All told, the Atlanta stop on the Hits to the Head tour unfurled like a suspense thriller set at a wedding – mad visions, foxy hours, hybrid states. A collective celebration of Franz Ferdinand’s music means a night spilling with songs brimming in oncoming longing and the kind of apocalyptic revelations that occur even in the quietest life and can never be completely expressed to another. ATLien Franz fans were treated to all manner of bituminous tidbits from the band’s catalogue raisonné, including a tsunami-like “Take Me Out” and the infamous “Michael”, both from their self-titled debut in 2004, which won the wondrous Weegies a Mercury Music Prize that year.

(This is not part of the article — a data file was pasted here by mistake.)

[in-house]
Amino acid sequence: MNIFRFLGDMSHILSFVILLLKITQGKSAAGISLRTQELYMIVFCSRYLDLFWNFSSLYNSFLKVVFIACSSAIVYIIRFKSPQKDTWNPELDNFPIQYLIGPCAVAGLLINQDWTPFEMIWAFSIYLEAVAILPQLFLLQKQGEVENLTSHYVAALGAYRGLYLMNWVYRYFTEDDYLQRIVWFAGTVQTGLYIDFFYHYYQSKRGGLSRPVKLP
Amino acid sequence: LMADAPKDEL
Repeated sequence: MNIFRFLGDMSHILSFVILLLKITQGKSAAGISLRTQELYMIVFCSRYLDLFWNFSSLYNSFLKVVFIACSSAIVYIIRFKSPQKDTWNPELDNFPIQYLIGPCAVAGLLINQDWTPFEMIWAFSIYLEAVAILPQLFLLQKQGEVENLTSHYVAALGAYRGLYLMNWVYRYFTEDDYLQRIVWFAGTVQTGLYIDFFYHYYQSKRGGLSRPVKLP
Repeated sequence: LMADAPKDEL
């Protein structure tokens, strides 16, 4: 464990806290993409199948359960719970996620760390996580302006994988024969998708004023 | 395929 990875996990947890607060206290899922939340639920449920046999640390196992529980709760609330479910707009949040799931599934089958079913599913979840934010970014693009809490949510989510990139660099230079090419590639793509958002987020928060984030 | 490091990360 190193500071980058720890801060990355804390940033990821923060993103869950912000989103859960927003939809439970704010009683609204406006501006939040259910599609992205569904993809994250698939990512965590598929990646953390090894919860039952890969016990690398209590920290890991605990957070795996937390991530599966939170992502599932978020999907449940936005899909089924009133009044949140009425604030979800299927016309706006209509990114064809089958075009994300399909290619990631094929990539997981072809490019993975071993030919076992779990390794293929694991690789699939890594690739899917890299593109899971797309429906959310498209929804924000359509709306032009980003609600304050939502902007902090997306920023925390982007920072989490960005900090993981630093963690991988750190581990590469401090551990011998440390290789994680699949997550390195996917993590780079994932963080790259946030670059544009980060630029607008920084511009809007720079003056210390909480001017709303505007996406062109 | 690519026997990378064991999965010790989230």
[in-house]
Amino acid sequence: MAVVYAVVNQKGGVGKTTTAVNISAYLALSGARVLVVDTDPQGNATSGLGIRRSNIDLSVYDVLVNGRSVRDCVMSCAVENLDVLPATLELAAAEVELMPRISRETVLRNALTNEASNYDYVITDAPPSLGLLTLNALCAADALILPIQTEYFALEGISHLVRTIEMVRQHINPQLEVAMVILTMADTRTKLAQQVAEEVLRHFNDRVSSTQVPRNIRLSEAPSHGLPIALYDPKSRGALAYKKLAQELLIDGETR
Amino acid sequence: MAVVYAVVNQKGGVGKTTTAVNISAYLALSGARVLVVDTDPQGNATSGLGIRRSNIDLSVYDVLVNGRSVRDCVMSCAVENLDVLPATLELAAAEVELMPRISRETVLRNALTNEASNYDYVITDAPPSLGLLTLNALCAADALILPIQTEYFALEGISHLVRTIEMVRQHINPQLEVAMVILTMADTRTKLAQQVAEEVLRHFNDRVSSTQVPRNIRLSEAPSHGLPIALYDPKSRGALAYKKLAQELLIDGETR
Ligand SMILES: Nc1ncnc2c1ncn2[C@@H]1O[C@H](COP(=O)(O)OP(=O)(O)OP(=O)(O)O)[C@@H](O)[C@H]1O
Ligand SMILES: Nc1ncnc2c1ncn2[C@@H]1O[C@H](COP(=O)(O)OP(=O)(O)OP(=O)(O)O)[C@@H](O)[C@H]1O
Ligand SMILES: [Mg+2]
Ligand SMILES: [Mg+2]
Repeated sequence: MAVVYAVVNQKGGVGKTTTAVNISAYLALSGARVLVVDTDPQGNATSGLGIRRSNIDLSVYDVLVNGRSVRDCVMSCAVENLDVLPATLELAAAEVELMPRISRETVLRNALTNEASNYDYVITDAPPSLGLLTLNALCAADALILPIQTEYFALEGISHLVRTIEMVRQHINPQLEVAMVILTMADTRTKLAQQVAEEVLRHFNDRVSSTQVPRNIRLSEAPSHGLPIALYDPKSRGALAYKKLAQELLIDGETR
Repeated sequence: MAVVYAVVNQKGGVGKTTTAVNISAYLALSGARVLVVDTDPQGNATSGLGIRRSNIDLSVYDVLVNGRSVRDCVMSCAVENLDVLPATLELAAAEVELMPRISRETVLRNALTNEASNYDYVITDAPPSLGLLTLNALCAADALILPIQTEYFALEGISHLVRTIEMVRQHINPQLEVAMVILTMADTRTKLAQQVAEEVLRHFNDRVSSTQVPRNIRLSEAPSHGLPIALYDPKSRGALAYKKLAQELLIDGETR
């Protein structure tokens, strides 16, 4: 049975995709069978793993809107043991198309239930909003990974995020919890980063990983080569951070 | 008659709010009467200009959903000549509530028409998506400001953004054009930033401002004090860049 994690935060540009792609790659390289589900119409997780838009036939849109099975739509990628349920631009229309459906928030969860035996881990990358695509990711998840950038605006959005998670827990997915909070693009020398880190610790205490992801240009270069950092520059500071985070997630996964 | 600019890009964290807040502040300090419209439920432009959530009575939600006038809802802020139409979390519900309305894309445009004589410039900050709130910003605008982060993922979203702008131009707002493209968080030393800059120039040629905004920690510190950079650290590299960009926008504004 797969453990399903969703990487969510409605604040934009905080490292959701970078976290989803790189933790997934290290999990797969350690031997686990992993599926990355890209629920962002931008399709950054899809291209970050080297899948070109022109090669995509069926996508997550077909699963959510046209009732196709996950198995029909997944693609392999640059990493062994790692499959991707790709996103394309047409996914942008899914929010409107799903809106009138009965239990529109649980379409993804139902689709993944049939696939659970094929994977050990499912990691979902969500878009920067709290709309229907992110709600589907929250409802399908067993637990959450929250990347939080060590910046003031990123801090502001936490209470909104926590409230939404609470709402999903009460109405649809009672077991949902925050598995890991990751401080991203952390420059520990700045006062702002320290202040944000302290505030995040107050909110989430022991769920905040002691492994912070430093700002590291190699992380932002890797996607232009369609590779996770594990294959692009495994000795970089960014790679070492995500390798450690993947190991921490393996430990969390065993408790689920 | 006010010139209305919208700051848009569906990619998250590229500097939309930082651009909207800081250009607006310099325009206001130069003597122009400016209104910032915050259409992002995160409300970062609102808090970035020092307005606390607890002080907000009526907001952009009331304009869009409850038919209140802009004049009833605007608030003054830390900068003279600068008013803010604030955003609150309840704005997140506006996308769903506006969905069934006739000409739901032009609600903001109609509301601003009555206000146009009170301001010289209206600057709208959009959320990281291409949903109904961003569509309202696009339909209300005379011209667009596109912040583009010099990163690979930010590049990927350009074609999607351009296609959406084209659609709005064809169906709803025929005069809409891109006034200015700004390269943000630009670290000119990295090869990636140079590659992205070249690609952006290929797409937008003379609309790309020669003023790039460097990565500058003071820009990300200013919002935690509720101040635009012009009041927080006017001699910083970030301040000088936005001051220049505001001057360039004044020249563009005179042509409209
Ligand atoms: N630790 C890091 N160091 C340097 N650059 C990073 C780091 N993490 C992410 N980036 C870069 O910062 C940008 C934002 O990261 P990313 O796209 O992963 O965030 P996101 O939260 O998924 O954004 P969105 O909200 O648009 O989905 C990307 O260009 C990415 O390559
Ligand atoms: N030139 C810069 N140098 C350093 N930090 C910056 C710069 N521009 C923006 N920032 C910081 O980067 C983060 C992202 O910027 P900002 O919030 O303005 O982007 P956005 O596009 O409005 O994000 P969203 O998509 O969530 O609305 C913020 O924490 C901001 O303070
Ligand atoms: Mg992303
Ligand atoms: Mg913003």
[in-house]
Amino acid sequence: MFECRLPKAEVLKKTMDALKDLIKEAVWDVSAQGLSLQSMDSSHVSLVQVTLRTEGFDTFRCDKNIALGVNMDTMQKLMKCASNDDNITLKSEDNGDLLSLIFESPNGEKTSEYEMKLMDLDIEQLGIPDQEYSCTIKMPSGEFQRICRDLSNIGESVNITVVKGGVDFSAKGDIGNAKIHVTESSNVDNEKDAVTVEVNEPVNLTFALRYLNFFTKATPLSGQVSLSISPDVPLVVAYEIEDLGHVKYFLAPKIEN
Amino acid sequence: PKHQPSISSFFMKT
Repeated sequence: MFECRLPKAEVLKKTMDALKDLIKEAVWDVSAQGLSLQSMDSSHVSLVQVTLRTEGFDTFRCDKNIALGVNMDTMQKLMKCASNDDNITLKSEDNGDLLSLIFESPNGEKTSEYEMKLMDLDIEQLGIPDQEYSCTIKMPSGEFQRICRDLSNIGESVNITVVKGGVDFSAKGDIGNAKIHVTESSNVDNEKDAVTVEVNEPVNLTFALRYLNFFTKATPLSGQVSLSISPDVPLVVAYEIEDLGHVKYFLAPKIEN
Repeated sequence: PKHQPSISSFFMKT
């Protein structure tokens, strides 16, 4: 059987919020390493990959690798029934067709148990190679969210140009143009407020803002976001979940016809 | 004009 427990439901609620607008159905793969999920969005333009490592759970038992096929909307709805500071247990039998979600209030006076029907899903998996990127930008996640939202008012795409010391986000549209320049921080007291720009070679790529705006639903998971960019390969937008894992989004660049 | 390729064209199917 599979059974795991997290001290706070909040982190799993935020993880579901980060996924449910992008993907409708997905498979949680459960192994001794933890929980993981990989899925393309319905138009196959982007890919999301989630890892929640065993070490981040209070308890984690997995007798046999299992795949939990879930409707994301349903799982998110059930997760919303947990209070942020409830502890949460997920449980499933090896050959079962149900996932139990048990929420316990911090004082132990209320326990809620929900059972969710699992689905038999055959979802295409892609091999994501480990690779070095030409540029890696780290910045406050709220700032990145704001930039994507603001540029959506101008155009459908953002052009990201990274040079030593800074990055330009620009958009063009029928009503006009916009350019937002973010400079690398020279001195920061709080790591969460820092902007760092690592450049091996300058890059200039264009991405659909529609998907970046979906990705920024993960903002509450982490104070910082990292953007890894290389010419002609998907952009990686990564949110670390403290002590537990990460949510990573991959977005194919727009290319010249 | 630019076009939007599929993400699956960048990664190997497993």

Also in attendance was “The Dark Of The Matinée”, a trampy tune held extra dear by cinephile audience members for its being both a form of lascivious red velvet curtain in its own right and also a seeming-symbolic explanation (not that any was needed) for Franz Ferdinand’s ambrosian inclusion of “Jacqueline” to the 9 Songs film soundtrack. It was not just because they were wearing effortlessly provocative private school uniforms in this song’s video that “The Dark of the Matinée” also became the one where first listeners had their hopeful suspicions fully confirmed that Franz Ferdinand was indeed a band of the baddest good-looking boys in class. They could impress your parents and spot you a smoke out behind the bleachers, it was clear. We loyals have been trying to cheat off their hip quizzes and copy their fashionable glitterati presentations ever since, and this performance gave gazillions of unforgettable opportunities to do so.